Born Beverley Grace Jones in Spanish Town, Jamaica, 1948, the family moved to New York in the early 1960s and Grace’s lean, rangy and striking beauty made her a teenage model star in that city, London and Paris where she modelled for Yves St. Laurent, Claude Montana and Kenzo and appeared on the covers of Elle, Vogue and Stern, often photographed by Helmut Newton and Guy Bourdin. In 1977 her singing brought her to the attention of island Records for whom she signed a lucrative deal, combining show tunes with a move into reggae and funk fusion world of Compass Point Studios in the Bahamas. What was evident was that she could switch from a monotone sing song to a contralto and soprano mode with a naturally gifted two and a half-octave range. The combination proved lethal and set her apart from just about everyone else, enabling her music in the 1980s during this era to be described as a hybrid of “rock, funk, post-punk, pop and reggae.” This hybrid influenced a variety of alternative music artists, including Massive Attack, Todd Terje, Gorillaz, Hot Chip, and LCD Soundsystem.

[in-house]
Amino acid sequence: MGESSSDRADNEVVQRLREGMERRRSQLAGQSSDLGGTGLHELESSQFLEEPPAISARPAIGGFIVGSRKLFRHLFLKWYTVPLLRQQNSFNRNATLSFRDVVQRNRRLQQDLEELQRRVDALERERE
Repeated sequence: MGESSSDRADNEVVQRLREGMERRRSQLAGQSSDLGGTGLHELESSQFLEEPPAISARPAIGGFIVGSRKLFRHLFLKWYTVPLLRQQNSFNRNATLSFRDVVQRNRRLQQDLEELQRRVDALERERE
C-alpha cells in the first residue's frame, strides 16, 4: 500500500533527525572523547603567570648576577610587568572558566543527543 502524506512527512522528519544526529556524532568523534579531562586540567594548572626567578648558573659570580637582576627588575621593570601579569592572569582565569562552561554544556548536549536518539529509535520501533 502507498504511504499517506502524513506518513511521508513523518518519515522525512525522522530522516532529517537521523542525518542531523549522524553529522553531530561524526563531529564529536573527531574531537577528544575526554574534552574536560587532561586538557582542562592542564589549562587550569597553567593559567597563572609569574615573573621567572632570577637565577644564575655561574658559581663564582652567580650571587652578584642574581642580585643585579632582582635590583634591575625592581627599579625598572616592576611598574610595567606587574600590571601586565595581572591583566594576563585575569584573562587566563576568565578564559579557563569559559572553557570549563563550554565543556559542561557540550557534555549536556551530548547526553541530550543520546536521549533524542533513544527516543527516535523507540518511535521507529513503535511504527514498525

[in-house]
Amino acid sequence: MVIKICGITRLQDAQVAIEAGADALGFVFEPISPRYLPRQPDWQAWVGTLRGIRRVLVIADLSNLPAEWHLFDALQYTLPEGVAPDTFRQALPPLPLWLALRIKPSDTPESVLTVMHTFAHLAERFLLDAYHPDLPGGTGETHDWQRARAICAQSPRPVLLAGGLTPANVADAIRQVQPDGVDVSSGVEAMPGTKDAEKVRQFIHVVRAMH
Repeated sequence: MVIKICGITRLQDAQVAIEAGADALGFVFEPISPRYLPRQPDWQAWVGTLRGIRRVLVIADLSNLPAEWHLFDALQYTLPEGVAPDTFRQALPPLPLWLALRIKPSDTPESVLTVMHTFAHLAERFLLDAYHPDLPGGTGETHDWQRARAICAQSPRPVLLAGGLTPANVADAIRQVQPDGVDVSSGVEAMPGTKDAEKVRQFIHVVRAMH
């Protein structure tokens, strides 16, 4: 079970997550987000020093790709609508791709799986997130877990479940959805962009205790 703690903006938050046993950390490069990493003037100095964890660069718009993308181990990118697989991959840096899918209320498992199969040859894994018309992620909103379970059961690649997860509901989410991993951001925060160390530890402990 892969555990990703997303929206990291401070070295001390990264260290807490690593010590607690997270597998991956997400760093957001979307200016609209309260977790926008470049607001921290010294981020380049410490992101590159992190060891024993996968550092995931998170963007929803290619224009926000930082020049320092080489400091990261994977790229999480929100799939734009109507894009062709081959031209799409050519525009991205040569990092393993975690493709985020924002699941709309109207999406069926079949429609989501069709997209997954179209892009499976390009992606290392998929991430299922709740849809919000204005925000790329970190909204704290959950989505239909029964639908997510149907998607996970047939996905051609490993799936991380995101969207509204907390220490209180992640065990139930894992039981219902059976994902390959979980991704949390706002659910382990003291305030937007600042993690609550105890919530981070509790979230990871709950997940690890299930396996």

Grace’s debut is Portfolio (1977), spawning the worldwide underground hit “La Vie en Rose” – the best version outside of Edith Piaf’s – as well as telling takes on “Send in the Clowns” and her own song “Sorry”. Portfolio was groundbreaking for Jones: moderately successful in America it made her an overnight cult hit in Europe. The follow-up Fame (still produced with Tom Moulton) was quite different. She located to Sigma Sound in Philadelphia, where Bowie had recorded his Young Americans, and embraced the burgeoning louche strand of disco that was sweeping New York City and Berlin. Even so the stand out cut “Do or Die” became a club hit in North America and Grace’s songs were amongst the first to be given 12’ mix plates, these generally only available to the mover and shaker DJ fraternity at this juncture.